Yoono organizes social Web, but add-ons need work

Yoono, which lets you manage your social-networking and instant-messaging accounts simultaneously, has a great desktop application; however, its browser add-ons need improvement.

Yoono logo

Yoono makes the task of managing multiple different social-networking accounts less of a headache. Using several instant-messaging programs because your coworkers like Google Talk whereas your friends use AIM can also mix you up.

Like Digsby and VoxOx, Yoono combines social networking with instant messaging. Sure, there are social site applications like TweetDeck that let you follow your friend's Twitter, Facebook, and MySpace accounts--not to mention the numerous all-in-one chat clients such as Trillian and Pidgin, which are very popular around the CNET offices. Yoono, however, combines all of these functions into one sleek desktop app. Those who do not want the added desktop clutter can go for the Mozilla Firefox, Google Chrome, or Internet Explorer add-on version, but these have some issues of their own.

With Yoono's desktop application, users can manage their Facebook, MySpace, Twitter, Flickr, YouTube, LinkedIn, and FriendFeed accounts simultaneously. While you interact with these sites, you can also chat on AIM, Google Talk, Yahoo Messenger, and Live messenger all from one spot. This program is intuitive and organized with columns that can be customized with each of your social accounts. My favorite feature is the ability to coordinate people into separate groups. This way, when my actual friends update their stuff, I can see it right away without getting lost in the crowd of high school people and "that one guy from that one Halloween party two years ago...I think". The program has other nifty features like the ability to update all of your social accounts simultaneously and switch between its column view and browser mode.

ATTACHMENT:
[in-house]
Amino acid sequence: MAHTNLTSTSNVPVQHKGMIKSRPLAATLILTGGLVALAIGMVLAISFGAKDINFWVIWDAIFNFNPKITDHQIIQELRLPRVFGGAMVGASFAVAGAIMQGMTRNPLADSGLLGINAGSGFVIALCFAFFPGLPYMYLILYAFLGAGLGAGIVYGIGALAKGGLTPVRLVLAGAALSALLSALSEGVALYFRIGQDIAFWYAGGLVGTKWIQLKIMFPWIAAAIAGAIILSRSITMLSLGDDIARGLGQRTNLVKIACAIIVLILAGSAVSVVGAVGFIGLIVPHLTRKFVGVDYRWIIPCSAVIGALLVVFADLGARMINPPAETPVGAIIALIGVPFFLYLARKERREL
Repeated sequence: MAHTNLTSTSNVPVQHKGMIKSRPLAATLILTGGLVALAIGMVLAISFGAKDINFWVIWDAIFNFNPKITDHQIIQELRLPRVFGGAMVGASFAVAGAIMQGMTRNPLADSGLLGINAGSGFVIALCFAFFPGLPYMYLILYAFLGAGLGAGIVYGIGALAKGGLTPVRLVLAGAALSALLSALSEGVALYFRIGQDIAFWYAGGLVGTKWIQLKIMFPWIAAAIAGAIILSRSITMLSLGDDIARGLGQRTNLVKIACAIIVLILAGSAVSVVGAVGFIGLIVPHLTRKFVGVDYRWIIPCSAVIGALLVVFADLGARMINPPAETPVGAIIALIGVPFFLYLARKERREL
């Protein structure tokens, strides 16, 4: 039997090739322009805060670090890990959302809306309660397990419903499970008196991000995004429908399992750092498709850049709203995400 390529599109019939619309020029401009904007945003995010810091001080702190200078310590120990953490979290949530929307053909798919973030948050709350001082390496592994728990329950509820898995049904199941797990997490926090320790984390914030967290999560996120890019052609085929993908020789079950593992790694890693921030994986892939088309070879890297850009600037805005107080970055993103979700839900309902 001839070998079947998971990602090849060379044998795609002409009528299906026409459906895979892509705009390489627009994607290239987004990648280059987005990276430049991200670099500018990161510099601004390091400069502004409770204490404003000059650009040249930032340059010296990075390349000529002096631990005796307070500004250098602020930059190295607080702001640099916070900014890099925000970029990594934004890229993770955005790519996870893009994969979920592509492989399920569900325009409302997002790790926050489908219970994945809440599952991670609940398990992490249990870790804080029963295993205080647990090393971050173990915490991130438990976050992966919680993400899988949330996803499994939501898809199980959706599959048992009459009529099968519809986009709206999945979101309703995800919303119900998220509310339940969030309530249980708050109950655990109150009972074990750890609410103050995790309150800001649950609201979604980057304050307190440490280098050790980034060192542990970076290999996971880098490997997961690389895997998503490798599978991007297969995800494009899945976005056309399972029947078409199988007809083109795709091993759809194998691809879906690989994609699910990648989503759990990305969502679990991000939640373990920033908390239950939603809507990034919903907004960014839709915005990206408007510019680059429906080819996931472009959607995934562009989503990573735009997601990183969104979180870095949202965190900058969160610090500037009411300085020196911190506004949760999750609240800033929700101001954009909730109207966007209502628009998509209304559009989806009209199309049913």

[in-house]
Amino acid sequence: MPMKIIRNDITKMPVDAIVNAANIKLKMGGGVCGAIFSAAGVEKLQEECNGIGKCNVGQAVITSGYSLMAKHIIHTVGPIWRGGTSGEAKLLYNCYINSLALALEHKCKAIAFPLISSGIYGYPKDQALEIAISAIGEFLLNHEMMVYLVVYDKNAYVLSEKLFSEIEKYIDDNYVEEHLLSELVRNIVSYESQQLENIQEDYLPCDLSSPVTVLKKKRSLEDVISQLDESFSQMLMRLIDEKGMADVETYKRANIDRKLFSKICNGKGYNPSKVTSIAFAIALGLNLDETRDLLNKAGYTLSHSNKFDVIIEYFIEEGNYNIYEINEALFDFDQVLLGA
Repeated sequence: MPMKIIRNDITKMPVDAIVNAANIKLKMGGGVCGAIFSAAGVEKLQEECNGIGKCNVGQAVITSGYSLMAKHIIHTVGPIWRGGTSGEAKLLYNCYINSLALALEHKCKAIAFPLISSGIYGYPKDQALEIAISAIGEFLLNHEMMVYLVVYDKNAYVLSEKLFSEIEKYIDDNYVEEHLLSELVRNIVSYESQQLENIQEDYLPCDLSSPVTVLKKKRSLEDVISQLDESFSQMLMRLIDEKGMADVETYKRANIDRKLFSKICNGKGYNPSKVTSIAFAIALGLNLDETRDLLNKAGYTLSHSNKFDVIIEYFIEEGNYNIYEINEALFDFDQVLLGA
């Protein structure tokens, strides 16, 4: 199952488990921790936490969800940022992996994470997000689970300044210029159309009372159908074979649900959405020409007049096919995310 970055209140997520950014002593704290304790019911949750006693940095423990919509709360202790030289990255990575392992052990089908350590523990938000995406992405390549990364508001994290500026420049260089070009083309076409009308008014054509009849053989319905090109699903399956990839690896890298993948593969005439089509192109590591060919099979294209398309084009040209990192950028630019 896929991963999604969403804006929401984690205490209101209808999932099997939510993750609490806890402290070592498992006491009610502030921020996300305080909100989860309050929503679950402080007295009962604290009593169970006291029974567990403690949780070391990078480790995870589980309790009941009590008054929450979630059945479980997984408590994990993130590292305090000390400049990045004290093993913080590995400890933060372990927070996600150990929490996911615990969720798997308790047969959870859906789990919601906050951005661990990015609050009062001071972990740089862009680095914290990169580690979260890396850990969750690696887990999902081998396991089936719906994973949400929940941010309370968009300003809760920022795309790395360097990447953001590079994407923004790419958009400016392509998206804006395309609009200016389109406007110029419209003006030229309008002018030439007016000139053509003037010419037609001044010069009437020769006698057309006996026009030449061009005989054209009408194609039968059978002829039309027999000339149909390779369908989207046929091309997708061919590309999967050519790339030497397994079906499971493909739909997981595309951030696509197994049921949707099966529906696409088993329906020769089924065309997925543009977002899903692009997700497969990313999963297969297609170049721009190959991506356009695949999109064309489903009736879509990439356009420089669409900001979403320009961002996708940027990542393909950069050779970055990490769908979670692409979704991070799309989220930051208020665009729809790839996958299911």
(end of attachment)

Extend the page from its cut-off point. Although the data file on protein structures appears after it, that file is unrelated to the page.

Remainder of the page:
(Credit: Yoono)

Though the Firefox add-on has some added widgets to the desktop model, they definitely need improvement. These six widgets are music, Web notes, news, discovery, and shopping. The first three are useful; the music widget plays Last.fm radio, Web notes allows you to save information from the Web, and the news widget streams your Google Reader or Digg feeds in the Yoono side bar. However, the discovery and shopping widgets are pretty annoying. These are supposed to pull up links relevant to what you are browsing at the moment. The attempts are failed; it is as though they pick up random words and display the results.

Yoono for Chrome does not have these added widgets. It has all of the same functions as the Firefox version, like the option to change background color and a sharing feature where you can share an entire page or just a highlighted portion with your online buddies. It also gives you the option to choose a tabbed interface like the Firefox version, or a floating interface that rests next to your Web browser instead of inside of it. Note that when you click on a link (such as a friend's Facebook page) it will open in a new tab anyway. Other than these features, the add-on for both Firefox and Chrome is identical to the desktop application. The Internet Explorer add-on is essentially the same as the Chrome version. It does not have the option of changing the background color and it loads much slower.

Whether you want a separate application or a Web add-on is a matter of personal taste. With the number of tabs I have constantly piling up in my browser, I prefer having a separate program to deal with the social Web and instant messaging. If Yoono improves the functionality of its Widgets, however, I might be tempted to switch. For now, though, I will be Tweeting/Facebooking/chatting/Flickring from my Yoono desktop.

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